Remember the papalo? Today I ran into the farmer who grew mine, which reminded me I needed to update you.
I guess we Anglos don’t immediately take to the stuff, as evidenced by one writer’s referring to it as the wet dog herb and another saying it smells like gasoline. I can’t say that either of those scents came to my mind when I broke a piece of papalo, but, as I previously mentioned, it is strong stuff.
My last and best experiment with papalo was on beans and rice with lots of salsa and crumbled feta. I got bold this time and chopped a couple of stems-worth of leaves (see below), but I carefully sprinkled it on top, just in case it overwhelmed the dish the way it overwhelmed plain tomatoes and a pasta dish. I figured if the papalo still didn’t suit me, I could pick it off when no one was looking.
But—eureka!—papalo clearly is meant to be paired with hot peppers. It complemented the salsa, beans, cheese and rice, and I wound up mixing it right in.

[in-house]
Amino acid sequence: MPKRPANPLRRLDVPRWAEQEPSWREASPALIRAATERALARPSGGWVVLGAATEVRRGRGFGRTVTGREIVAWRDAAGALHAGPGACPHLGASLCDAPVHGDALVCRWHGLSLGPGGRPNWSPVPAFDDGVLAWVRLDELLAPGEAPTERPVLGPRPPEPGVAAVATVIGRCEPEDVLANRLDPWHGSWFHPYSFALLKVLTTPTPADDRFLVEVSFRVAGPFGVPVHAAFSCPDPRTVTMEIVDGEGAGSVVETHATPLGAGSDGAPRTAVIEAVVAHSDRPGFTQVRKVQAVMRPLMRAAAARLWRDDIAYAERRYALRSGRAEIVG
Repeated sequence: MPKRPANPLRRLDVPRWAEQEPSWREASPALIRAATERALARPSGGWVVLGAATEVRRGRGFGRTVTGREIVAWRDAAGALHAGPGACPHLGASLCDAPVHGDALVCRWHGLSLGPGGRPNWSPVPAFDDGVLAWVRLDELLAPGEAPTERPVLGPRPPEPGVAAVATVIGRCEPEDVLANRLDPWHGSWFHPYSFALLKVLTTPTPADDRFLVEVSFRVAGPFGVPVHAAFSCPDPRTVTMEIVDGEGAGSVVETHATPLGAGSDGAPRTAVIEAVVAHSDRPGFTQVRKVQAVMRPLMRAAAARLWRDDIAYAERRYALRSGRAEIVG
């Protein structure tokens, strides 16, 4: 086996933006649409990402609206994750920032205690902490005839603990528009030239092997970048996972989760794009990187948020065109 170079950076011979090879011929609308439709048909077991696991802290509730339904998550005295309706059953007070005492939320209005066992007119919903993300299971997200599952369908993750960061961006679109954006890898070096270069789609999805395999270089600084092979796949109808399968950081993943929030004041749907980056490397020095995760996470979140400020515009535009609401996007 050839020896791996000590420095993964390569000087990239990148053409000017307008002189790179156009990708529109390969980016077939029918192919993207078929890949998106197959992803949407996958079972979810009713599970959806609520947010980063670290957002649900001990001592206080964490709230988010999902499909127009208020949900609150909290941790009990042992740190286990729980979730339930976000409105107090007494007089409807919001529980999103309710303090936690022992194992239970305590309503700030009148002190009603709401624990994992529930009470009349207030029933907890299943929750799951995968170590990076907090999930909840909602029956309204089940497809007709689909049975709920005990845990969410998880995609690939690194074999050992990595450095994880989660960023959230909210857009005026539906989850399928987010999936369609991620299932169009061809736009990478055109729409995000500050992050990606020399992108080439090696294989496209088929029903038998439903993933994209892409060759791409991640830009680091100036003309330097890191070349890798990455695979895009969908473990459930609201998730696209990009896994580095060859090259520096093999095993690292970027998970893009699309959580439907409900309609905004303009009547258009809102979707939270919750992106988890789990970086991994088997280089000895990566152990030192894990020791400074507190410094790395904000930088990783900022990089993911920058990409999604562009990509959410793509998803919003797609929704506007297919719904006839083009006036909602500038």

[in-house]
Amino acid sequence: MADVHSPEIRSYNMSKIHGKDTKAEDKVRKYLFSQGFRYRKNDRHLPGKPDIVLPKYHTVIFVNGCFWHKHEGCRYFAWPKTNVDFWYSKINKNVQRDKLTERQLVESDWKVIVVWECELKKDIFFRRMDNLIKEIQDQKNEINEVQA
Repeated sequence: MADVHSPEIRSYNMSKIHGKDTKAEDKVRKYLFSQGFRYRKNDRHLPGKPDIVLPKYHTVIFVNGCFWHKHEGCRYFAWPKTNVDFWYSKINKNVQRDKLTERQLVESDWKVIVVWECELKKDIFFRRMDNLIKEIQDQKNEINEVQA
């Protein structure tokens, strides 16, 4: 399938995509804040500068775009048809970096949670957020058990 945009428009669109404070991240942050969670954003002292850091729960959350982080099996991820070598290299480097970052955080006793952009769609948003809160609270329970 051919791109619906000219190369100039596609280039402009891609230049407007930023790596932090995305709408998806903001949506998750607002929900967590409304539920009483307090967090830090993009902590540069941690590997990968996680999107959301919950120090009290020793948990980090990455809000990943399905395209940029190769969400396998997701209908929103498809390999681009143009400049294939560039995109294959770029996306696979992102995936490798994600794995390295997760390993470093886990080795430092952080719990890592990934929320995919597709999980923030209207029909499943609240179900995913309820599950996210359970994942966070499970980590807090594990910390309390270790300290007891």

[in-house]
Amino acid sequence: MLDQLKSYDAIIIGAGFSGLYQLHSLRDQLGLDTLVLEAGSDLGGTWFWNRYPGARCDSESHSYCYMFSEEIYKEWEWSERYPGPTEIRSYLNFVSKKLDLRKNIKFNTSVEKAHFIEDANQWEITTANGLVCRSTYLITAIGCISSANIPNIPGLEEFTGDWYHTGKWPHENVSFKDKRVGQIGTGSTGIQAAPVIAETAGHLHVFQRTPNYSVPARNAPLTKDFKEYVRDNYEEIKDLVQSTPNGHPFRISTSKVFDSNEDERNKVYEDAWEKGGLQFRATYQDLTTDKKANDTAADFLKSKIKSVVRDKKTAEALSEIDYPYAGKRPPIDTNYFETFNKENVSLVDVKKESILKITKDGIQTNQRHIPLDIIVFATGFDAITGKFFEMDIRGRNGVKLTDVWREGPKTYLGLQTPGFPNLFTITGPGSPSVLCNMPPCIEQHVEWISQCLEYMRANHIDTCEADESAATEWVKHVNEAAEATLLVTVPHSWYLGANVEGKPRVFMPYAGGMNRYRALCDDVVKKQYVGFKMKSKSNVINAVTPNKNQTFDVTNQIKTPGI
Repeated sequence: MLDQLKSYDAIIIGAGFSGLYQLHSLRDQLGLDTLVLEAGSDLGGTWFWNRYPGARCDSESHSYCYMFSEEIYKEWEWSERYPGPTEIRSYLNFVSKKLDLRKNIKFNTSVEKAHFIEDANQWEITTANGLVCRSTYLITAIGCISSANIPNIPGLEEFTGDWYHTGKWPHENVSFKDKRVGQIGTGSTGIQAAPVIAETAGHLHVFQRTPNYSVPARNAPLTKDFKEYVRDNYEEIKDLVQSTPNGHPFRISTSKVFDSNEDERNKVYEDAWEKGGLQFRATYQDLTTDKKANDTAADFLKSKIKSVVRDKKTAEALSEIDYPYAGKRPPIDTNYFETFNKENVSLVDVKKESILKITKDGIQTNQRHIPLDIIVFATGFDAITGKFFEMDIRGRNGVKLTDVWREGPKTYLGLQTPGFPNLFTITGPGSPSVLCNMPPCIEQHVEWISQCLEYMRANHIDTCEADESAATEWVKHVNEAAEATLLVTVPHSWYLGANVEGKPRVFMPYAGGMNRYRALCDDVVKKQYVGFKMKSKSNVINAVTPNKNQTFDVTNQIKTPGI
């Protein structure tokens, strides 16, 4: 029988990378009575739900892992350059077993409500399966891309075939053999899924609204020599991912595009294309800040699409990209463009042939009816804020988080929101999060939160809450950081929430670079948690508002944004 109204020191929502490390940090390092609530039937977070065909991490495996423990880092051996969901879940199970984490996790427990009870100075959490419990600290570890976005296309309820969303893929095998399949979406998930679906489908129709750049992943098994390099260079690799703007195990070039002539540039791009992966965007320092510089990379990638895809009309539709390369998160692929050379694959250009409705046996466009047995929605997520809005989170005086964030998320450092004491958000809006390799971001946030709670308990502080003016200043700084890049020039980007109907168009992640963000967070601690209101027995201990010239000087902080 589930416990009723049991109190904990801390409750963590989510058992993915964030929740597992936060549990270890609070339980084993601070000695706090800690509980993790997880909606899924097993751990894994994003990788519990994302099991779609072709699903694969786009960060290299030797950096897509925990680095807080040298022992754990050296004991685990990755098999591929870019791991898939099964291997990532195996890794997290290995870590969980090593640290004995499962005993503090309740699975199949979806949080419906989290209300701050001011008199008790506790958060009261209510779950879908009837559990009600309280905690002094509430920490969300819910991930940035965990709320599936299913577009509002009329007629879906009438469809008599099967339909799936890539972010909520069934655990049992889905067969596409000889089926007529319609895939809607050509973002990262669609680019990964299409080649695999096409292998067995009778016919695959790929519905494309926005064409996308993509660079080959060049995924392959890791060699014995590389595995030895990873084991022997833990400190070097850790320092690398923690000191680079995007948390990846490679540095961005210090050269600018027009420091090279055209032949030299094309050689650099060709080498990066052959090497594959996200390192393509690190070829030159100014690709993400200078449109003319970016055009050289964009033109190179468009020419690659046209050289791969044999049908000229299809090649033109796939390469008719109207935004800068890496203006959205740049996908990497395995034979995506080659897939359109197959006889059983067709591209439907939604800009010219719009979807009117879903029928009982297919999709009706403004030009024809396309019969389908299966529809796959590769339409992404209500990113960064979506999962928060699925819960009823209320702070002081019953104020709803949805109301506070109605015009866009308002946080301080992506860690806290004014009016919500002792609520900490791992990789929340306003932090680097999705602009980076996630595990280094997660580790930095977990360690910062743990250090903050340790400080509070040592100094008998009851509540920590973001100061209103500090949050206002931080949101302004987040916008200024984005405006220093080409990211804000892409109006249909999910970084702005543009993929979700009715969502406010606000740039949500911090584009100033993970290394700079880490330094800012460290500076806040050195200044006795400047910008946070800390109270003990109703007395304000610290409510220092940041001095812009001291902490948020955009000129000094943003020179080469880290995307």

One of these days I may have to try the epitome of papalo use (at least as far as I’ve been able to determine): cemitas. These sandwiches, a specialty of Puebla in Mexico, seem to require papalo to be authentic. You can find a recipe at Epicurious, and btorillo has an appetizing photo of one on Flickr.
If I understood Bob correctly, he pulled up the remaining papalo, so I won’t be using it again this year. And if he has it next year? Well, I may just have to try a cemita.